6. After considering the facts of the cases1, including the herein noted correspondence between Pilatos and Frye and their post-arrest behavior, I concluded that Pilatos and Frye’s efforts were not those of remorseful individuals seeking to cleanse their conscious through honesty and acceptance of responsibility. My experience and the facts told me that Pilatos was attempting to reduce Frye’s exposure, something I know he personally desired, by having her admit he was present at the crime scene and then having her assert the exculpatory claim that he, Pilatos, forced her to assault Randall Townsend. Pilatos explained the plan to Frye in not-very-well-disguised language in one of the confiscated letters: “because you never assaulted the man of your own free will if at all.” (Emphasis added by me – BC). Additionally, Pilatos had an eye to his own diminished capacity defense when he began reminding Frye that it would be helpful to him if Frye recalled that he wasn’t himself the night they murdered Randall Townsend. Pilatos wrote to Frye reasoning that. “Besides if you think I wasn’t myself that night it might help.”

  7. In addition to informing the court of Pilatos and Frye’s correspondence activity, the matter was also discussed internally by members of the Pierce County Prosecutor’s Office. Pilatos and Frye’s efforts to manipulate the plea and trial processes were known to Prosecutors Gerry Horne, Jerry Costello, Greg Greer and other deputy prosecutors and police detectives.

  8. Ms. Frye did indeed obtain what I believe is a most favorable plea agreement and sentence. She was allowed to plead guilty to second degree murder; she was sentences to 165 months, which term represents the bottom of the guideline range of 1655 to 265 months. Ms. Frye’s range was based upon her criminal history that included four prior convictions.

  9. As a mater of the prosecution team I was against giving Ms. Frye a reduced sentence. The mitigation package provided by her attorney was only one or two pages in length and did not contain, in my view, reasons sufficient to warrant a reduced sentence, especially in light of her level of involvement in the murder of Randall Townsend. An unbiased eye witness, Ms. Cindy Pitman, stated that Ms. Frye hefted a huge rock and smashed it over Mr. Townsend’s head.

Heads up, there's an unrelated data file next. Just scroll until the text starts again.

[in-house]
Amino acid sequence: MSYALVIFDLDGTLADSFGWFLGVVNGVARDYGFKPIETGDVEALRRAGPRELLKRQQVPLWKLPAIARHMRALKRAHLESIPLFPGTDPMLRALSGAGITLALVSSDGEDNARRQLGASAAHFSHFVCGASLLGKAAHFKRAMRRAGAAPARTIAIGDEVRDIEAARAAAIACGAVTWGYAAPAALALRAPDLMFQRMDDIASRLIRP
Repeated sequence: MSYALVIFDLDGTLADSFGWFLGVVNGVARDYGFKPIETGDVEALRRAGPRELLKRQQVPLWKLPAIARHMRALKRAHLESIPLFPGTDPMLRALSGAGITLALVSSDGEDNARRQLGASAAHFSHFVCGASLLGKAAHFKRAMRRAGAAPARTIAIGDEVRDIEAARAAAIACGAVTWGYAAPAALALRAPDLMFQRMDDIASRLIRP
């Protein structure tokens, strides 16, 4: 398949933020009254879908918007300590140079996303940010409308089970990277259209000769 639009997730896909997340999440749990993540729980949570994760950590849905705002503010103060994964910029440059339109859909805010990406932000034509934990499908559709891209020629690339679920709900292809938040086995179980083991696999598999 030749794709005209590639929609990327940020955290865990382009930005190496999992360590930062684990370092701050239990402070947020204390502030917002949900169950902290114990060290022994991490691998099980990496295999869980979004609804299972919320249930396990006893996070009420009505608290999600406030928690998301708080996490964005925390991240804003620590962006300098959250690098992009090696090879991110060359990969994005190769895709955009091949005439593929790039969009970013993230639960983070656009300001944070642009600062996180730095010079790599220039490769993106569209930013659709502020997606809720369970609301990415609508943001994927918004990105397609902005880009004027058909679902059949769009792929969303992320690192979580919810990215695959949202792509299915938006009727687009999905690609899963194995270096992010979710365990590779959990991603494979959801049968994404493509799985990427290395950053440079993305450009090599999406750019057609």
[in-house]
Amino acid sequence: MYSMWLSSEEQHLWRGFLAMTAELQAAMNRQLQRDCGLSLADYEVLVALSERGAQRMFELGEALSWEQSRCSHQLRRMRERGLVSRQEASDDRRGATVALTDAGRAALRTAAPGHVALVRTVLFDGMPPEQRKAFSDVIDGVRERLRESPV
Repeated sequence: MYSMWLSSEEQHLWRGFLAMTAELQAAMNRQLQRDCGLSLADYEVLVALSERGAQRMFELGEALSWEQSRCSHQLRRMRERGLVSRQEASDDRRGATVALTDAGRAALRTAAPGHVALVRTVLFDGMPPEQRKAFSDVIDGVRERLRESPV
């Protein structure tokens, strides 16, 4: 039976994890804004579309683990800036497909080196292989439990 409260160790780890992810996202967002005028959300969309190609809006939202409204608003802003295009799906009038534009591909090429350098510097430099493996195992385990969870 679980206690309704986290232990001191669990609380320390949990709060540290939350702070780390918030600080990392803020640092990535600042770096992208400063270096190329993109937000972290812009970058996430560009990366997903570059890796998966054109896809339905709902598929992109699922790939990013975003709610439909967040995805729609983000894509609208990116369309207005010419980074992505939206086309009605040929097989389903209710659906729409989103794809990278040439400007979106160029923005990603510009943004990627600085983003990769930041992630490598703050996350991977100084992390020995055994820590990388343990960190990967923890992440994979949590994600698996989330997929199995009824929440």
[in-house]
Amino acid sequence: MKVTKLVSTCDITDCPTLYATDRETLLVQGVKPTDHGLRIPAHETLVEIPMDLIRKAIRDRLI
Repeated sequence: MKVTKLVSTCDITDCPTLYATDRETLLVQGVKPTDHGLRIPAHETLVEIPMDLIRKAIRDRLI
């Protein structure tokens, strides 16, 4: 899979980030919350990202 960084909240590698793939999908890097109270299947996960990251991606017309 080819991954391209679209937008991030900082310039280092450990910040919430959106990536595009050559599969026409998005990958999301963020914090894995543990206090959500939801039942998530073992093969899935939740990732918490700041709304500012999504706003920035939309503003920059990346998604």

10. When Ms. Frye’s mitigation packet arrived at my office, I asked my supervisor, Jerry Horne, for permission to seek a revised packet. Mr. Horne informed me that I could do so. I asked Ms. Frye’s attorney to provide additional information and she laughingly told me that Gerry Horne had already informed her that he would not seek the death penalty for Ms. Frye. She may have provided some meager additional materials, but she never provided a comprehensive and detailed mitigation packet such as defendants in her circumstances generally do.

    I was also aware from Ms. Frye’s correspondence that she informed a family member in the spring of 2003 that the prosecutor had decided not to seek the death penalty on her. This was several months prior to the death penalty staffing.

    Gerry Horne later decided (and I respect his authority to make the decision, if not the actual decision) that Ms. Frye would be given a favorable pleas agreement. I expressed my objections and pointed out that Ms. Frye’s involvement in the murder of Mr. Townsend was far from minimal according to eyewitnesses. Mr. Horne informed me that Ms. Frye would be offered an opportunity to plead guilty to second degree murder and a specific amount of months would be the recommendation to the Court. Such plea was offered because mitigating facts existed that supported leniency. I believe the plea offer likely was based on personal issues. I know that Ms. Mandel, Ms. Frye’s attorney, has been a close friend of Gerry Horne’s at least since 1984.